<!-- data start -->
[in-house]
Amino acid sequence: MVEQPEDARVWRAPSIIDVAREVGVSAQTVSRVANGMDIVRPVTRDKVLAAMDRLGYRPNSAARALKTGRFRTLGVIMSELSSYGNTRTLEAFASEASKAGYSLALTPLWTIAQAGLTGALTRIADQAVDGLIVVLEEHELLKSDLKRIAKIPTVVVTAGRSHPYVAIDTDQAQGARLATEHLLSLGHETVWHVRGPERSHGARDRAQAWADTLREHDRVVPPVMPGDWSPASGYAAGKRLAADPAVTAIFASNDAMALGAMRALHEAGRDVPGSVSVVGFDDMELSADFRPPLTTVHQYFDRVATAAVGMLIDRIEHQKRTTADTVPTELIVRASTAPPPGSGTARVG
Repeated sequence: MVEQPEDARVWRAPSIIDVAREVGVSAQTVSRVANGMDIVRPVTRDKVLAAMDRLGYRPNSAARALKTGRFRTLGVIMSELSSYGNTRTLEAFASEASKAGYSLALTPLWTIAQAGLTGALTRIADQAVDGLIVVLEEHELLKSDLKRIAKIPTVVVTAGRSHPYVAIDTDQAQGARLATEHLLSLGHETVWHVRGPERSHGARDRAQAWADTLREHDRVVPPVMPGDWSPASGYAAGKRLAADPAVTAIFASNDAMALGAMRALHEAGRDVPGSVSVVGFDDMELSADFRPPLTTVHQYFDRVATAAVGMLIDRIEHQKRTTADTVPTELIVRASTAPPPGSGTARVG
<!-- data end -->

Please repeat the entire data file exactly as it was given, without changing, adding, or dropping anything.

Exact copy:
[in-house]
Amino acid sequence: MVEQPEDARVWRAPSIIDVAREVGVSAQTVSRVANGMDIVRPVTRDKVLAAMDRLGYRPNSAARALKTGRFRTLGVIMSELSSYGNTRTLEAFASEASKAGYSLALTPLWTIAQAGLTGALTRIADQAVDGLIVVLEEHELLKSDLKRIAKIPTVVVTAGRSHPYVAIDTDQAQGARLATEHLLSLGHETVWHVRGPERSHGARDRAQAWADTLREHDRVVPPVMPGDWSPASGYAAGKRLAADPAVTAIFASNDAMALGAMRALHEAGRDVPGSVSVVGFDDMELSADFRPPLTTVHQYFDRVATAAVGMLIDRIEHQKRTTADTVPTELIVRASTAPPPGSGTARVG
Repeated sequence: MVEQPEDARVWRAPSIIDVAREVGVSAQTVSRVANGMDIVRPVTRDKVLAAMDRLGYRPNSAARALKTGRFRTLGVIMSELSSYGNTRTLEAFASEASKAGYSLALTPLWTIAQAGLTGALTRIADQAVDGLIVVLEEHELLKSDLKRIAKIPTVVVTAGRSHPYVAIDTDQAQGARLATEHLLSLGHETVWHVRGPERSHGARDRAQAWADTLREHDRVVPPVMPGDWSPASGYAAGKRLAADPAVTAIFASNDAMALGAMRALHEAGRDVPGSVSVVGFDDMELSADFRPPLTTVHQYFDRVATAAVGMLIDRIEHQKRTTADTVPTELIVRASTAPPPGSGTARVG